Wednesday, August 27, 2008

Convention thoughts

Truth be told, I typically don't watch much of either the Democratic or Republican National Conventions. I didn't catch really any of the DNC on Monday night, though I did tune in to see Mark Warner and Hillary Clinton last night. A few thoughts on some things ...

- Clinton, who I was especially hard on during the primary, did an excellent job last night. It was a passionate speech that equally focused on her accomplishments and passions, promoted Barack Obama and criticized John McCain. I was most impressed.

- Warner's speech was, well ... eh. I like the guy, and I'd love to have a Mark Warner-type guy running in Georgia, but his speech was so mundane and lacking of fire that I kept finding my mind wander. I'm a postpartisan kinda guy, but his comments were so bland and unmotivating, all his talk did was just occupy time until Clinton spoke.

- Regarding the VP selection, I like picking Joe Biden. I think he's got some good credentials on both foreign policy and domestic policy, and he won't shy away from directly attacking the Republican ticket, which is something Democrats haven't effectively done since the 1996 presidential election. He can go off message quite frequently, but so can Obama, and I think their penchant for candor will be refreshing this year.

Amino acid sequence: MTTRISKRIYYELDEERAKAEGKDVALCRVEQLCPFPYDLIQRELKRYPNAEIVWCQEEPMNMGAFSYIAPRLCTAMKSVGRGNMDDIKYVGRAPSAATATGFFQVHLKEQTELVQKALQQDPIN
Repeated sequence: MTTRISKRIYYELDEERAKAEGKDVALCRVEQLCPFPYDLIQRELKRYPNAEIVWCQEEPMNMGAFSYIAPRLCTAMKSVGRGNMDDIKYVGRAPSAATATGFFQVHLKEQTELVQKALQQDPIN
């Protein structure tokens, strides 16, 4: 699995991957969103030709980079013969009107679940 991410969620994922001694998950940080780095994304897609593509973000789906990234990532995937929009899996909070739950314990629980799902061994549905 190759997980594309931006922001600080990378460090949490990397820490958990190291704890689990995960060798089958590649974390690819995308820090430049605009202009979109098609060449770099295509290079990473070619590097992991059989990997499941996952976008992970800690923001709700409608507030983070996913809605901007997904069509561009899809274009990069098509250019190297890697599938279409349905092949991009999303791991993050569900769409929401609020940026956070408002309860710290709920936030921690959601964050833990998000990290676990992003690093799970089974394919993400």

- Regarding my criticism of Warner's speech, the speakers as a whole need to kick up the criticism and contrast of their opponents. One thing Republicans do very well is devote their convention to branding their opponents, and it's time we get that. Clinton, of course, gets that, and that's why her speech was so effective (and, from what I heard from Montana Gov. Brian Schweitzer's speech in between Warner and Clinton, he gets it too). It isn't enough to say 'we need to move to the future' but also tell folks why they should pick you over your opponent.

- Talking with a friend after a church meeting last night, he and I were discussing the Republican pick for VP. I think it will ultimately be a safe pick in someone like Mitt Romney, but I honestly believe McCain wants to take Joe Lieberman because he feels he'd be the right man for the job. And I think that's the wise choice because it works for the GOP in two ways ... it could pay off immediate dividends by showing bipartisanship and force the party to finally adopt a more mainstream approach rather than wildly lurch to the neoconservative right (save foreign policy, of course, which would grow even more hawkish and unpredictable) or it forces the Republican base - assuming a McCain loss with Lieberman on the ticket - to regroup and reenergize its faithful. Picking a Romney or Tim Pawlenty doesn't offer either opportunity.

UPDATE: In hindsight, it's a shame the Schweitzer speech didn't get better press coverage. Folks were too obsessed with what Clinton would or wouldn't say, they actually missed a solid speech on energy independence that was sharp, funny and engaging (which is hard to do when you're talking about energy independence), and it's one reason why Schweitzer is one of my favorite Democrats.


Post a Comment

<< Home